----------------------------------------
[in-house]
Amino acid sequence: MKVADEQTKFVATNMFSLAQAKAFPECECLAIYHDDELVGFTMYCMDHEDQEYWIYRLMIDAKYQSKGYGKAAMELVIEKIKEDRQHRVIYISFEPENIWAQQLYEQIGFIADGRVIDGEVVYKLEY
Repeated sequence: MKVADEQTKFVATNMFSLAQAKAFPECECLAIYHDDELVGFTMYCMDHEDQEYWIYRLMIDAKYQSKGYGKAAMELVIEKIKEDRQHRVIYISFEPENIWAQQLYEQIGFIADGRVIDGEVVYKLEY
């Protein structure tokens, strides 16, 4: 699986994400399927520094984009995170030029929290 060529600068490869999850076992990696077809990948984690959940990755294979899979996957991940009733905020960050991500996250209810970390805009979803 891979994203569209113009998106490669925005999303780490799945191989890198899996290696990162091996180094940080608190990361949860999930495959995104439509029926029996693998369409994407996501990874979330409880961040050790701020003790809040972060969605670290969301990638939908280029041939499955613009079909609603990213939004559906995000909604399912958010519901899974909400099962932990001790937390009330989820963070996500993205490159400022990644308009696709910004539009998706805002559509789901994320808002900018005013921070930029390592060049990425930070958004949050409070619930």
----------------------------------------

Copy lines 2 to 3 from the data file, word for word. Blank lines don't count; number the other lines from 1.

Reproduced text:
Amino acid sequence: MKVADEQTKFVATNMFSLAQAKAFPECECLAIYHDDELVGFTMYCMDHEDQEYWIYRLMIDAKYQSKGYGKAAMELVIEKIKEDRQHRVIYISFEPENIWAQQLYEQIGFIADGRVIDGEVVYKLEY
Repeated sequence: MKVADEQTKFVATNMFSLAQAKAFPECECLAIYHDDELVGFTMYCMDHEDQEYWIYRLMIDAKYQSKGYGKAAMELVIEKIKEDRQHRVIYISFEPENIWAQQLYEQIGFIADGRVIDGEVVYKLEY